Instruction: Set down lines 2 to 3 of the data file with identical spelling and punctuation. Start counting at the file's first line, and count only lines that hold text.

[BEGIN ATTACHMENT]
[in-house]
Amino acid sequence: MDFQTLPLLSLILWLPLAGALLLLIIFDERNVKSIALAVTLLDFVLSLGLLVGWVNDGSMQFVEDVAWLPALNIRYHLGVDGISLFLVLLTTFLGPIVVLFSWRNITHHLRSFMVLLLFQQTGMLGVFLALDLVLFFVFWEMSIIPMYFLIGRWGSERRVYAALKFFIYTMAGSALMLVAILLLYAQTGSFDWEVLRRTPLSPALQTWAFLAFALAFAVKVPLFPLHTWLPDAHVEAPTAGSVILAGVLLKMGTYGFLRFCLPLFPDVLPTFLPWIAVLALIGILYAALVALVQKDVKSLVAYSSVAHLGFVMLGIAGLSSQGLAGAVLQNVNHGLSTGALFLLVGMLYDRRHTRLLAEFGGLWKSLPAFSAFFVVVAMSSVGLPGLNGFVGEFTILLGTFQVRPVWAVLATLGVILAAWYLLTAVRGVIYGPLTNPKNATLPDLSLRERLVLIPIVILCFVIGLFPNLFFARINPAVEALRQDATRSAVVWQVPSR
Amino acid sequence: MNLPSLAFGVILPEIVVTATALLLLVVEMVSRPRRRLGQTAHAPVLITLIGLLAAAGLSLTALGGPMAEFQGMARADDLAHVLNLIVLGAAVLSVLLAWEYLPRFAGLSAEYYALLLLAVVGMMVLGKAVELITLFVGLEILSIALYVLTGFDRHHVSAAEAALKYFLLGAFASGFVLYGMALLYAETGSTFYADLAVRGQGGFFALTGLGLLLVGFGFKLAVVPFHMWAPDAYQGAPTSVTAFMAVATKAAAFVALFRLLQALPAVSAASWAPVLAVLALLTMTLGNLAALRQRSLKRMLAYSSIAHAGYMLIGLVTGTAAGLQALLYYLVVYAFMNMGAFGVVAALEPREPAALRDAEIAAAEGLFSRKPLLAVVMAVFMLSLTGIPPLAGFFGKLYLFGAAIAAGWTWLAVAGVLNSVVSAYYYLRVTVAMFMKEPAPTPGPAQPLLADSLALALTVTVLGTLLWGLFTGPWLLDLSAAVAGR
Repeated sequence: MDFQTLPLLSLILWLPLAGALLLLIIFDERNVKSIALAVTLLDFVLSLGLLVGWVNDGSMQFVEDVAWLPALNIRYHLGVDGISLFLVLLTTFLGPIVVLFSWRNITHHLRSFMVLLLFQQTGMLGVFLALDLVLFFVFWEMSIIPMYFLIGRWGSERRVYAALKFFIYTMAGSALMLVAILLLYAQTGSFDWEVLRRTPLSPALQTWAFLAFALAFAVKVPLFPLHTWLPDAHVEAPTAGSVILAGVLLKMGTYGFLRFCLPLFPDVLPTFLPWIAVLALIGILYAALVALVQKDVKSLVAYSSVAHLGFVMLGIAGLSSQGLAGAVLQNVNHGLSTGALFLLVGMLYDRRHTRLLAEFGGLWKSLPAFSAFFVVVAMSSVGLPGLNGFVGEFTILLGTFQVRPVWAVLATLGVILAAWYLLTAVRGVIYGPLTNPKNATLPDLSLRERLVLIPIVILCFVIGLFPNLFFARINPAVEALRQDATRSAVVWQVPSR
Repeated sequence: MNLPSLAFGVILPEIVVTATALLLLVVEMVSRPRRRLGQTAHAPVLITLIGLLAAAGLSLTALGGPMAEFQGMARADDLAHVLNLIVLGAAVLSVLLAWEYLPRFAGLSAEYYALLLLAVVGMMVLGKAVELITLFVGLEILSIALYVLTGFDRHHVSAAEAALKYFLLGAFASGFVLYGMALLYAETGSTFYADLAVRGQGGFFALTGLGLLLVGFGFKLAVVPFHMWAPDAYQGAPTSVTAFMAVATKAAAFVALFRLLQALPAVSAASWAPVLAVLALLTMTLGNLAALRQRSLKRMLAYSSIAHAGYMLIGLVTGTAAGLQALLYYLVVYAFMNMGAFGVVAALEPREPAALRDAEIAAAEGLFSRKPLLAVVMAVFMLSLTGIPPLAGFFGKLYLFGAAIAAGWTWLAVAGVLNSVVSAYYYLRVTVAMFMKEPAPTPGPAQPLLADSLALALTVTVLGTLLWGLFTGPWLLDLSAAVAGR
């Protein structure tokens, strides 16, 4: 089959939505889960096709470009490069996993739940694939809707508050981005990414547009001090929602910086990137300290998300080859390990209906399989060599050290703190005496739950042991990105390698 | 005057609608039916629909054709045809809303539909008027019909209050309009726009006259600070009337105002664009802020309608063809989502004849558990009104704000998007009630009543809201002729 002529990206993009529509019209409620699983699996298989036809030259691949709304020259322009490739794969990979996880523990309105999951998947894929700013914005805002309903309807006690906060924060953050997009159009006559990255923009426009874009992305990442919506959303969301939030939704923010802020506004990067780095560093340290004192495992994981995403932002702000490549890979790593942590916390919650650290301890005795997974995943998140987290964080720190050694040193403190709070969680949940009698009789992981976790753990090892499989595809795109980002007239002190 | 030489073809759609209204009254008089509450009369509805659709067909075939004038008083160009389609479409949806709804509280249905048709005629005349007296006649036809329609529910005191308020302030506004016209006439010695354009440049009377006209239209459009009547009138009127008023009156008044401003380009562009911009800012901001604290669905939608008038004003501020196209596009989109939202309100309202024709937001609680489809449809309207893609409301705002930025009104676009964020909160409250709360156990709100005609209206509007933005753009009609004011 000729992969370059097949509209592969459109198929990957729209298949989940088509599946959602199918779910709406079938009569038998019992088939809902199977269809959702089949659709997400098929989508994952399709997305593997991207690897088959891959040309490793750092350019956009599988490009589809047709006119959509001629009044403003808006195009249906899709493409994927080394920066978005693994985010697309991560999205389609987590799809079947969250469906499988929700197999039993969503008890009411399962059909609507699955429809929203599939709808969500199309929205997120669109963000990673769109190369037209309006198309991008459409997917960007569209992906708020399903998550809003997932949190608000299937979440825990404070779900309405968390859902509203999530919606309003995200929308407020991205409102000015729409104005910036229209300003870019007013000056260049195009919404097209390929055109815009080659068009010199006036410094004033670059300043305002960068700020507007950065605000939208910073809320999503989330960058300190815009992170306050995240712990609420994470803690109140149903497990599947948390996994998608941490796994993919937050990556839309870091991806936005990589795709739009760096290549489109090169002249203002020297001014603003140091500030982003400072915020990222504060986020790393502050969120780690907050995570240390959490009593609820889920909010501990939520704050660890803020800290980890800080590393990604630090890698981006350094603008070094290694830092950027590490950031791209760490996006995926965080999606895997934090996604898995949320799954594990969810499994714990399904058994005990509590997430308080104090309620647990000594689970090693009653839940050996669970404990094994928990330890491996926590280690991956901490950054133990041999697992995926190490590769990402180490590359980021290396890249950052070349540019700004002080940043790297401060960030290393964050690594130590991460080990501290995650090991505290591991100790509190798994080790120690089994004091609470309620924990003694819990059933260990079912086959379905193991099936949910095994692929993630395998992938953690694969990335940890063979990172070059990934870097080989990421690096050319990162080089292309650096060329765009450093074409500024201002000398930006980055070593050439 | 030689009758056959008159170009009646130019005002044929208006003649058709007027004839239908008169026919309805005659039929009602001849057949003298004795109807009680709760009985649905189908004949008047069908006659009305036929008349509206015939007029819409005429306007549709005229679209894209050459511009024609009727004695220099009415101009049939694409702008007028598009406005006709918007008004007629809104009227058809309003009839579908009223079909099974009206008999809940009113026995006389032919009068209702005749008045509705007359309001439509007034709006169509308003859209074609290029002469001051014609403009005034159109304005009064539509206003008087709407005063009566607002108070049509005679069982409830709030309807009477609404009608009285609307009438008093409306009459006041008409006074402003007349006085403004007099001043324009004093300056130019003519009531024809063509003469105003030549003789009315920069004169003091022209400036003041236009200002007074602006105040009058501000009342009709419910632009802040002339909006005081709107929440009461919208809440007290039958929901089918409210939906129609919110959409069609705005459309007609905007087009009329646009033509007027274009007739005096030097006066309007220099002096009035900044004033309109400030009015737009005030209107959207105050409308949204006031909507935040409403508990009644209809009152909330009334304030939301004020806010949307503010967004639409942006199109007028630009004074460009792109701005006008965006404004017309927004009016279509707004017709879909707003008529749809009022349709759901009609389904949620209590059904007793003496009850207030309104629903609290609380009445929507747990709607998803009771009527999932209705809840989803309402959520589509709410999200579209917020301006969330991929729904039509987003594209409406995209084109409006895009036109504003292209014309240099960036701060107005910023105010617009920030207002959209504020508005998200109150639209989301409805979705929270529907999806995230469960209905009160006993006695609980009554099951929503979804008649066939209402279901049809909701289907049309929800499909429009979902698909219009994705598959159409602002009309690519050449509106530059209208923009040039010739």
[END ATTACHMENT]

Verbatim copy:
Amino acid sequence: MDFQTLPLLSLILWLPLAGALLLLIIFDERNVKSIALAVTLLDFVLSLGLLVGWVNDGSMQFVEDVAWLPALNIRYHLGVDGISLFLVLLTTFLGPIVVLFSWRNITHHLRSFMVLLLFQQTGMLGVFLALDLVLFFVFWEMSIIPMYFLIGRWGSERRVYAALKFFIYTMAGSALMLVAILLLYAQTGSFDWEVLRRTPLSPALQTWAFLAFALAFAVKVPLFPLHTWLPDAHVEAPTAGSVILAGVLLKMGTYGFLRFCLPLFPDVLPTFLPWIAVLALIGILYAALVALVQKDVKSLVAYSSVAHLGFVMLGIAGLSSQGLAGAVLQNVNHGLSTGALFLLVGMLYDRRHTRLLAEFGGLWKSLPAFSAFFVVVAMSSVGLPGLNGFVGEFTILLGTFQVRPVWAVLATLGVILAAWYLLTAVRGVIYGPLTNPKNATLPDLSLRERLVLIPIVILCFVIGLFPNLFFARINPAVEALRQDATRSAVVWQVPSR
Amino acid sequence: MNLPSLAFGVILPEIVVTATALLLLVVEMVSRPRRRLGQTAHAPVLITLIGLLAAAGLSLTALGGPMAEFQGMARADDLAHVLNLIVLGAAVLSVLLAWEYLPRFAGLSAEYYALLLLAVVGMMVLGKAVELITLFVGLEILSIALYVLTGFDRHHVSAAEAALKYFLLGAFASGFVLYGMALLYAETGSTFYADLAVRGQGGFFALTGLGLLLVGFGFKLAVVPFHMWAPDAYQGAPTSVTAFMAVATKAAAFVALFRLLQALPAVSAASWAPVLAVLALLTMTLGNLAALRQRSLKRMLAYSSIAHAGYMLIGLVTGTAAGLQALLYYLVVYAFMNMGAFGVVAALEPREPAALRDAEIAAAEGLFSRKPLLAVVMAVFMLSLTGIPPLAGFFGKLYLFGAAIAAGWTWLAVAGVLNSVVSAYYYLRVTVAMFMKEPAPTPGPAQPLLADSLALALTVTVLGTLLWGLFTGPWLLDLSAAVAGR